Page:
17.02.19

Scanning Stage Machinery

By James White

Project Curator

The sleeping beauty of the Alexandra Palace Theatre reawakened in 2018, wearing proudly its scars of the many decades hidden from public view. It is an atmospheric time capsule giving a glimpse into the grandeur and ambition of the founding Victorian entrepreneurs of the entertainment complex. When it opened it was one of many attractions along with military bands in the Park, grand concerts with the Willis Organ in the Great Hall and numerous sideshows and demonstrations of the latest technologies. In order to distinguish itself from the numerous activities on offer the Theatre presented the most spectacular shows of the day.

Alexandra Palace Spaces

Still hidden below the stage is the jewel in the crown of the Theatre, a rare survival of Victorian stage machinery: traps, levers, pulleys and lifts that would have allowed impressive special effects that wow-ed audiences of the day. While most Theatres removed and replaced their machinery as technology moved on, the changing fortunes of Ally Pally has preserved the installations. Now too fragile to use, the important machinery has been retained for the fascinating insight it can give us into stage craft of the era, but much work needs to be done to understand how it operated and what that would have meant audiences would have seen.

Our latest exhibition on Google Arts & Culture explores how stage machinery worked and what effects we can imagine the Alexandra Palace stage produced.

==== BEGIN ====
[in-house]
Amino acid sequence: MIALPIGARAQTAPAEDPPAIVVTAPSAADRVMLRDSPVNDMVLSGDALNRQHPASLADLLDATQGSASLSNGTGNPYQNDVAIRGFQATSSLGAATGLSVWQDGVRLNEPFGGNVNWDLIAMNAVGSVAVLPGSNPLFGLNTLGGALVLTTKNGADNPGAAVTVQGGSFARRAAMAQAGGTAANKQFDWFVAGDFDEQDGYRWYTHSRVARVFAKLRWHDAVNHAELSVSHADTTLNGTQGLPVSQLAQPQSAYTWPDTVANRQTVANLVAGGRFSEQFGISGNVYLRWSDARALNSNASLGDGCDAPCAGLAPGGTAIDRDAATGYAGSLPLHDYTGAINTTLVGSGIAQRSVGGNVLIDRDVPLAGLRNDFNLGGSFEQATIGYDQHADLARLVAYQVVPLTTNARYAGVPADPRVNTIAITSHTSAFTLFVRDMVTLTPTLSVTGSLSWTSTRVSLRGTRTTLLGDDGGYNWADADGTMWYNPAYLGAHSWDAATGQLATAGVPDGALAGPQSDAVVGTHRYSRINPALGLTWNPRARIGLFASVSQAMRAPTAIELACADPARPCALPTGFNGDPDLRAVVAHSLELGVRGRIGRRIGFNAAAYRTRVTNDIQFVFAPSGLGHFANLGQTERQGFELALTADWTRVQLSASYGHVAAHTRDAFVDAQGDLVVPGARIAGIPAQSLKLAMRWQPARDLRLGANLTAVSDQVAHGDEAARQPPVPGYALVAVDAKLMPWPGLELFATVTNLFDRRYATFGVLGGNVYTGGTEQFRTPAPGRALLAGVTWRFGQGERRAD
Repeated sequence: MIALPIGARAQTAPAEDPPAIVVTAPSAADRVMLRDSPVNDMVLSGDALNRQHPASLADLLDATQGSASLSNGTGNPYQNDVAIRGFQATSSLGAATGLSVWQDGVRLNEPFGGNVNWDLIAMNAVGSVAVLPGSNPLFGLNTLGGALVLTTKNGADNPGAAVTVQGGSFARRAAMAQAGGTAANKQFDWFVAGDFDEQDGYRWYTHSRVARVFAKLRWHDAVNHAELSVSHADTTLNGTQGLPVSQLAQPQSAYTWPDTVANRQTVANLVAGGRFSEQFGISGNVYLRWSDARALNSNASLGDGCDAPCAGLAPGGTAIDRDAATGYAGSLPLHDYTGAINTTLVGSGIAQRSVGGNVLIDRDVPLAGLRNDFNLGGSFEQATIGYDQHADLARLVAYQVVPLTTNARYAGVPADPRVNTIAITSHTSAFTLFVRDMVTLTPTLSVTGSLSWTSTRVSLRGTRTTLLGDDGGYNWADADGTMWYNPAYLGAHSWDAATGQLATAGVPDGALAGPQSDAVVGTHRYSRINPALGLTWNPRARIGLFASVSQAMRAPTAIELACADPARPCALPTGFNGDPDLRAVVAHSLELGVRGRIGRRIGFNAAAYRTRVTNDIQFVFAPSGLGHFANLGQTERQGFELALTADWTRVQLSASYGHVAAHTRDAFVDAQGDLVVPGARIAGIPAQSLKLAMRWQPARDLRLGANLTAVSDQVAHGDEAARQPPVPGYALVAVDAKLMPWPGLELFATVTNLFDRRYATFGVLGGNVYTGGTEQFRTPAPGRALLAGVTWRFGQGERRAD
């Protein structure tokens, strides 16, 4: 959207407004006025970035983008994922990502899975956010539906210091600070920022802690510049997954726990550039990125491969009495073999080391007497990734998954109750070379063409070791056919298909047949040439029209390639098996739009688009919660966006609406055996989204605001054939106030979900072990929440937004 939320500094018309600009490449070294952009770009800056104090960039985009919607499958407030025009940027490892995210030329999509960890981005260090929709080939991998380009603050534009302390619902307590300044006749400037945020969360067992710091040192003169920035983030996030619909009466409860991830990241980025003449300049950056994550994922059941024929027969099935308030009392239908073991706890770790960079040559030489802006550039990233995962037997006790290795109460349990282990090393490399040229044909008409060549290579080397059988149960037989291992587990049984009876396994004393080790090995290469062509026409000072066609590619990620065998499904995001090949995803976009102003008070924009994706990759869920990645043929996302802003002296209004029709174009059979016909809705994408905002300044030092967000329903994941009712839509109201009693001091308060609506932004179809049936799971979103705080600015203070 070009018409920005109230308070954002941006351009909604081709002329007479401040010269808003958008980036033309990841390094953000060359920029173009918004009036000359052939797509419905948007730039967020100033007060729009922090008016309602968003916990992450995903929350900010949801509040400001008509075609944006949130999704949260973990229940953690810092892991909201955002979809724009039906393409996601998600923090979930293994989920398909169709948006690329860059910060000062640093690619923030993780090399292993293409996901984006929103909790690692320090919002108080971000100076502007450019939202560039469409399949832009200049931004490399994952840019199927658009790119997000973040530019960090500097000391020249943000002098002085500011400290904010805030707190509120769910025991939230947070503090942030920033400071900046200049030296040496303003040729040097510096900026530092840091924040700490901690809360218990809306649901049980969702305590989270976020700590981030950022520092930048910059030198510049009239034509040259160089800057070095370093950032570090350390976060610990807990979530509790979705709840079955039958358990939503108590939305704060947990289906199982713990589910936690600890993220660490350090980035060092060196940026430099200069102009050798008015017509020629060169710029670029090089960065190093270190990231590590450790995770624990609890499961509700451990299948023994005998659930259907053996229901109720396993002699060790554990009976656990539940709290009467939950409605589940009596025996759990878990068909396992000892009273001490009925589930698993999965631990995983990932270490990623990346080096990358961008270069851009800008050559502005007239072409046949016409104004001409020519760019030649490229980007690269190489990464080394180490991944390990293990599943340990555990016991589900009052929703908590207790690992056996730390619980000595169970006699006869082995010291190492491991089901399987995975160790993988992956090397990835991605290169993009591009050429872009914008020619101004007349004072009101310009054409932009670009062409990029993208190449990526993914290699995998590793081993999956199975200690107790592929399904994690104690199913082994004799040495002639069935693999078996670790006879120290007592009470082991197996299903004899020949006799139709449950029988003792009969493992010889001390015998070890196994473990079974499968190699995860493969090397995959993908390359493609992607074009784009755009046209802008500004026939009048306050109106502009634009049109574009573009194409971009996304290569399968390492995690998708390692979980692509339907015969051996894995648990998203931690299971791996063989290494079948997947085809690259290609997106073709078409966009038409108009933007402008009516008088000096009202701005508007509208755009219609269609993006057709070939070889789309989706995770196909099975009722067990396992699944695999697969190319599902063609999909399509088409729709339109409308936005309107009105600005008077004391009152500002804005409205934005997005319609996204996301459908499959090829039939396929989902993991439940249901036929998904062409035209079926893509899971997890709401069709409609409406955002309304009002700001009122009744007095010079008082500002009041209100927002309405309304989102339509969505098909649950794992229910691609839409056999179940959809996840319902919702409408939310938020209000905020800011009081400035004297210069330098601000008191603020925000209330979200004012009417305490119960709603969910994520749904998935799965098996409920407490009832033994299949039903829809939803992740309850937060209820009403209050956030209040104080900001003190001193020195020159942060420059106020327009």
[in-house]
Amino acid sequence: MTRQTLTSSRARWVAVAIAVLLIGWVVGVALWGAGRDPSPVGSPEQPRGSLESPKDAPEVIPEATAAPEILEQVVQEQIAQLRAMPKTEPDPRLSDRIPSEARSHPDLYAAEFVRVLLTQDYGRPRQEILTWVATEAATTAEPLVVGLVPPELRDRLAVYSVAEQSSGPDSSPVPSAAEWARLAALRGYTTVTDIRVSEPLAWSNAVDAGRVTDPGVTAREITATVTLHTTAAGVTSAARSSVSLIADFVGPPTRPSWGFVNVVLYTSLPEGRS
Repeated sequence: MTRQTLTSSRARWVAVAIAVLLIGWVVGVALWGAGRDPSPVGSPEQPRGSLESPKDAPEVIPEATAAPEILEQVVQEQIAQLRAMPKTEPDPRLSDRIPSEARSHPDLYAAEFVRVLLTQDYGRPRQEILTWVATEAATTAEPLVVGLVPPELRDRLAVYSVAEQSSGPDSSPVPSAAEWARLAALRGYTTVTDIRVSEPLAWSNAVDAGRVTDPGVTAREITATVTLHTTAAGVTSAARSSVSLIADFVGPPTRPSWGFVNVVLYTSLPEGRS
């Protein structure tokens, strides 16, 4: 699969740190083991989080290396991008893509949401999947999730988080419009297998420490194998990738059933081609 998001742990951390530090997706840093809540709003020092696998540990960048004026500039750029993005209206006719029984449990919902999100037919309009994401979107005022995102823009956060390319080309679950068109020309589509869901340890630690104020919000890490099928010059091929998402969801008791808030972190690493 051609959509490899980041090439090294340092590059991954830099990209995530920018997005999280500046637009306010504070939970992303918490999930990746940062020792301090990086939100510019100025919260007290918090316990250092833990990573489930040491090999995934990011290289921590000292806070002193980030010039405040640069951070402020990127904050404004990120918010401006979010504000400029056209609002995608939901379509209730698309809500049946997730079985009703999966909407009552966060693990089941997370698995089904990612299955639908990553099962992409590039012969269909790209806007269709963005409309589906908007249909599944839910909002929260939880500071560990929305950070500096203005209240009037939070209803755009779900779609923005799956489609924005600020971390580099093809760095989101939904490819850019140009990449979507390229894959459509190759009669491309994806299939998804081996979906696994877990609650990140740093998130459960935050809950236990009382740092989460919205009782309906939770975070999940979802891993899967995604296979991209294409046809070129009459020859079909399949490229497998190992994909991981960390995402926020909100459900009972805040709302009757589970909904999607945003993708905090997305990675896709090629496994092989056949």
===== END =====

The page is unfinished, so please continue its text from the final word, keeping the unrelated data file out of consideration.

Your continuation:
Illustration from Trucs et Decors

Illustration from Trucs et Decors

In order to fully understand this out of bounds area, we brought the latest modern technology to explore what was the latest Victorian technology. As part of their Hidden Heritage project, experts from Lincoln Conservation used scanning equipment to capture the understage areas in 3D.

Faro Focus 3D X 330 HDR laser scanners were positioned strategically throughout the structure in a series of captures which scanned the environment from a particular point. The equipment was then moved to the next position. Registration balls were placed throughout so that the captured files could be coordinated and processed to recreate the intricate network of wooden beams in a digital 3D model.

Katherine Fennelly, Lincoln Conservation setting up a scanner

Katherine Fennelly, Lincoln Conservation setting up a scanner

The scanning process took two days. Between each set-up the technicians had to vacate the space so as not to interfere with the capture. Photographic images were captured simultaneously so that a mixture of laser scanning and photogrammetry recreated the spaces in the most authentic way possible. The complex machinery was a challenge for the Lincoln Conservation team and a great learning experience for all – helping explore the possibilities of 3D scanning in historic spaces. The resulting scan allows us to access and assess the space like never before, jumping to positions out of bounds in reality.

The initial fly-through is now available on YouTube and Google Arts & Culture. The scan data has great potential for research and it is our hope to be able to share this as widely as possible to understand the machinery in greater detail, and to allow others to investigate and adapt this 3D model, perhaps even restoring it to working order digitally!

This project is another successful example of the value of interpretation to heritage spaces, instigating a valuable partnership from which experimentation can lead to beneficial results for both teams. We are continuing to work with Lincoln Conservation, recently capturing the Theatre auditorium in 3D, in this case so that we can monitor any changes in condition of the Theatre interior following its restoration. The evocative arrested decay aesthetic is important to retain, without inadvertently allowing further damage to the space. The Theatre is once again alive with performance and innovation.

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